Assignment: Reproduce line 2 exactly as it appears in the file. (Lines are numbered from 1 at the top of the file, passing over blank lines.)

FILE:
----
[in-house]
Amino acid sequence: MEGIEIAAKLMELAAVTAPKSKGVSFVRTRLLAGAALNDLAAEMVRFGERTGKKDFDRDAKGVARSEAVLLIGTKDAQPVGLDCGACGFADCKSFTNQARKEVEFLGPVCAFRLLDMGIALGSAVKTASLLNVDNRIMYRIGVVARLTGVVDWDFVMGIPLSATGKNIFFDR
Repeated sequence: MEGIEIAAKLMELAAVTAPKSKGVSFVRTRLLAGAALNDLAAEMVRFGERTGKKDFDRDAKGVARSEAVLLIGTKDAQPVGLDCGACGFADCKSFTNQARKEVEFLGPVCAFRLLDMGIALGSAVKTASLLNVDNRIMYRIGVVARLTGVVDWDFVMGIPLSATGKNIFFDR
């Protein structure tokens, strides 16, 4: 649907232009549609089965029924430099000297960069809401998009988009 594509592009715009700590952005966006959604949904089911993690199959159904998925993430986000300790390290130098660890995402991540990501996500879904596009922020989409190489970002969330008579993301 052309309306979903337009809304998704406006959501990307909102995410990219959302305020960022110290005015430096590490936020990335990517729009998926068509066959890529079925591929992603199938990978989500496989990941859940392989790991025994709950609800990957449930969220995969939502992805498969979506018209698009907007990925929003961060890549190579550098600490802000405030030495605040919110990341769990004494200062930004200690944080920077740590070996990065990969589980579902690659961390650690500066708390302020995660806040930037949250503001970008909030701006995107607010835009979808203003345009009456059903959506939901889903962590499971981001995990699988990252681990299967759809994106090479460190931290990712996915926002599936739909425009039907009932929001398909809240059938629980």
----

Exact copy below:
Amino acid sequence: MEGIEIAAKLMELAAVTAPKSKGVSFVRTRLLAGAALNDLAAEMVRFGERTGKKDFDRDAKGVARSEAVLLIGTKDAQPVGLDCGACGFADCKSFTNQARKEVEFLGPVCAFRLLDMGIALGSAVKTASLLNVDNRIMYRIGVVARLTGVVDWDFVMGIPLSATGKNIFFDR